Our route, which leads more or less westwards, is indicated by red trail markings. If you are seeking an agreeable spot for a picnic, look to the right 2.1 kilometers after you leave the starting point. You can’t miss the small copse of Athel tamarisks situated less than 100 meters away on the right-hand side of the road. To get the full benefit of the trees you need to go in among them, as they offer a large open area of shade and a wonderful screen from the rest of the world and its trivial preoccupations.

The Negev Iris

We continue on our way westwards among citrus groves and open farmland. Everything around us is cultivated: there are fields of carrot, peanut, potato and sweet potato, wheat and sunflowers, each ripening and being harvested in its own season. These Negev expanses were farmed in the Byzantine period, too, which was a time of prosperity for the Land of Israel.

We drive 2.7 meters past the tamarisks and just before a sharp bend in the road we come upon a small KKL-JNF sign bearing a picture of an iris and directing us towards the right. In late February and early March a sizeable concentration of Negev irises blooms here very close to the road. This type of iris is one of Israel’s most attractive plants. Its narrow bent leaves surround a stem some 30 centimeters in height that bears large, beautiful purple flowers composed of three upright outer petals and three drooping inner ones. Dark hairs grow at the base of the inner petals. As the plant propagates itself both from seed and from its rhizomes, it is found in clumps. The Negev iris grows wild among the sand dunes of the western Negev and northern Sinai – but is found nowhere else in the world.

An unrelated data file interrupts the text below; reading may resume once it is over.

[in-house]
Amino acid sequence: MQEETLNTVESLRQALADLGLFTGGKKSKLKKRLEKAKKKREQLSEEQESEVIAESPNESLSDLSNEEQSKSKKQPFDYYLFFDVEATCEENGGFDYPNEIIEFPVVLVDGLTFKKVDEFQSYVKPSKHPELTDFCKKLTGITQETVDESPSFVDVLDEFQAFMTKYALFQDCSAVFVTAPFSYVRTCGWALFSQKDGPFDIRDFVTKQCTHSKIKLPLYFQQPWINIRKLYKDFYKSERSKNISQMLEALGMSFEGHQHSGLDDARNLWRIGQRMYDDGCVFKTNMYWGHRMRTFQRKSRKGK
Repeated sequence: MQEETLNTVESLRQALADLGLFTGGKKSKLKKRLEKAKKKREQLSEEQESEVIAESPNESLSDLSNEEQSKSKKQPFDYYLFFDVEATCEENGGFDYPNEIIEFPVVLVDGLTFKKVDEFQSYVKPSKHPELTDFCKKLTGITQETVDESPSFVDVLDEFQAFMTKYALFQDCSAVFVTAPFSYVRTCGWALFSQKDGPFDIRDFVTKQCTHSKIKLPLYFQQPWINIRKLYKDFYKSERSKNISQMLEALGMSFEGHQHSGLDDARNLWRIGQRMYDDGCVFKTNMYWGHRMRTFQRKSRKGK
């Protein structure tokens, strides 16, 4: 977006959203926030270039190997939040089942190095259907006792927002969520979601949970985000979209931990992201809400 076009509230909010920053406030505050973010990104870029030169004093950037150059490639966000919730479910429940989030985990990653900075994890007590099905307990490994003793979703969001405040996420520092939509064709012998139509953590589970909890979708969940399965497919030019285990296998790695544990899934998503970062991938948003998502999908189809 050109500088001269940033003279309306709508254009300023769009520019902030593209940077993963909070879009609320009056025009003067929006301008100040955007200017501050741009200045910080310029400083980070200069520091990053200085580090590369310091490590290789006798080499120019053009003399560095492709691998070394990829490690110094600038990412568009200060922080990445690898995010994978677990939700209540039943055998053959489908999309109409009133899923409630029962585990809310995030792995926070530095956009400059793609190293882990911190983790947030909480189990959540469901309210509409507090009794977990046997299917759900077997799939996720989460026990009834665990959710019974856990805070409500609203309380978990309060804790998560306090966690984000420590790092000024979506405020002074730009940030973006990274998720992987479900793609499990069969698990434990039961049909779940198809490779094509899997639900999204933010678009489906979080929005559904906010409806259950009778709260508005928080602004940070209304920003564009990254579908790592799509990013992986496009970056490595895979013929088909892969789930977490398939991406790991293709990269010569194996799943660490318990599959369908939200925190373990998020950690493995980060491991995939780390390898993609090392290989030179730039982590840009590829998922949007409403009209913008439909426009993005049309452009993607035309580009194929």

Further along the route is another concentration of irises. We can pause here, too, before continuing to the Gvulot Lookout about half a kilometer away, to the right of the road.

Mitzpeh Gevulot

Mitzpeh Gevulot (“Gevulot Lookout”) is one of three observation points established in the Negev by KKL-JNF in 1943; the others are Revivim and Beit Eshel, and all three were constructed in response to the severe restrictions imposed by the British Mandate upon Jews in the Land of Israel. Jewish settlement was forbidden even on Jewish-owned land, and the lookout points were established in order to test the response of the Mandatory government and investigate the feasibility of agricultural settlement in the Negev. Visitors to the site will observe that the building was constructed from mud bricks, the material commonly used for such observation points. They can also view the diamond-polishing plant that formerly operated at the site and hear fascinating tales of what befell residents of the lookout. The site likewise recounts the history of the water pipe that served as a lifeline for residents of the Negev in 1948.

The site offers a variety of activities including a guided tour along the Field Trail. Tours should be coordinated by telephone with the Gvulot tourist staff ahead of time at 08-9987914 or 054-7919000.